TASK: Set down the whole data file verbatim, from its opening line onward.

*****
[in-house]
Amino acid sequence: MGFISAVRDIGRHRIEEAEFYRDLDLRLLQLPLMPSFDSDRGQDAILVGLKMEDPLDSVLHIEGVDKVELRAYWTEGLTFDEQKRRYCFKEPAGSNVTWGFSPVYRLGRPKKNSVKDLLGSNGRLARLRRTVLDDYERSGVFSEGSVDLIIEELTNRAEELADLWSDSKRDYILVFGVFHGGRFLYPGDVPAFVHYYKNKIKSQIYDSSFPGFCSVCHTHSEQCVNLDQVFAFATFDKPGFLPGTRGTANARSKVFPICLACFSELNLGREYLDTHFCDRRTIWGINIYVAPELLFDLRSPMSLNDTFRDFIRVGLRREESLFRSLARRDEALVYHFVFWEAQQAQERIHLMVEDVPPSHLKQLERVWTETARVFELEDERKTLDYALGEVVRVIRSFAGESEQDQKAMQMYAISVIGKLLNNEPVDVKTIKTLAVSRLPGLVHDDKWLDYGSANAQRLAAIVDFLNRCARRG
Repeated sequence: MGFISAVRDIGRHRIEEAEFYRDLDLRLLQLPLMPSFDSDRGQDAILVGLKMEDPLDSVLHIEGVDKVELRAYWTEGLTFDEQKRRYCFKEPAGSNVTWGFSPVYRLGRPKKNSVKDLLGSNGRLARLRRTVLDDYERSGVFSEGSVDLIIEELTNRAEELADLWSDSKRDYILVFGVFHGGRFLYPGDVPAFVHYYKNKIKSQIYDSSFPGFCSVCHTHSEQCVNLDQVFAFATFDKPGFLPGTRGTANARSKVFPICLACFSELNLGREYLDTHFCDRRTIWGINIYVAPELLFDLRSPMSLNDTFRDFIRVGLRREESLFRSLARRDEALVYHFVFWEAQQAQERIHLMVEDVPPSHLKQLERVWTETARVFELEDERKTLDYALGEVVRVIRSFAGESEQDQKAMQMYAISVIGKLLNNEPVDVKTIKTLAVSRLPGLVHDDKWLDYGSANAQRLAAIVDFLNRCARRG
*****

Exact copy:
[in-house]
Amino acid sequence: MGFISAVRDIGRHRIEEAEFYRDLDLRLLQLPLMPSFDSDRGQDAILVGLKMEDPLDSVLHIEGVDKVELRAYWTEGLTFDEQKRRYCFKEPAGSNVTWGFSPVYRLGRPKKNSVKDLLGSNGRLARLRRTVLDDYERSGVFSEGSVDLIIEELTNRAEELADLWSDSKRDYILVFGVFHGGRFLYPGDVPAFVHYYKNKIKSQIYDSSFPGFCSVCHTHSEQCVNLDQVFAFATFDKPGFLPGTRGTANARSKVFPICLACFSELNLGREYLDTHFCDRRTIWGINIYVAPELLFDLRSPMSLNDTFRDFIRVGLRREESLFRSLARRDEALVYHFVFWEAQQAQERIHLMVEDVPPSHLKQLERVWTETARVFELEDERKTLDYALGEVVRVIRSFAGESEQDQKAMQMYAISVIGKLLNNEPVDVKTIKTLAVSRLPGLVHDDKWLDYGSANAQRLAAIVDFLNRCARRG
Repeated sequence: MGFISAVRDIGRHRIEEAEFYRDLDLRLLQLPLMPSFDSDRGQDAILVGLKMEDPLDSVLHIEGVDKVELRAYWTEGLTFDEQKRRYCFKEPAGSNVTWGFSPVYRLGRPKKNSVKDLLGSNGRLARLRRTVLDDYERSGVFSEGSVDLIIEELTNRAEELADLWSDSKRDYILVFGVFHGGRFLYPGDVPAFVHYYKNKIKSQIYDSSFPGFCSVCHTHSEQCVNLDQVFAFATFDKPGFLPGTRGTANARSKVFPICLACFSELNLGREYLDTHFCDRRTIWGINIYVAPELLFDLRSPMSLNDTFRDFIRVGLRREESLFRSLARRDEALVYHFVFWEAQQAQERIHLMVEDVPPSHLKQLERVWTETARVFELEDERKTLDYALGEVVRVIRSFAGESEQDQKAMQMYAISVIGKLLNNEPVDVKTIKTLAVSRLPGLVHDDKWLDYGSANAQRLAAIVDFLNRCARRG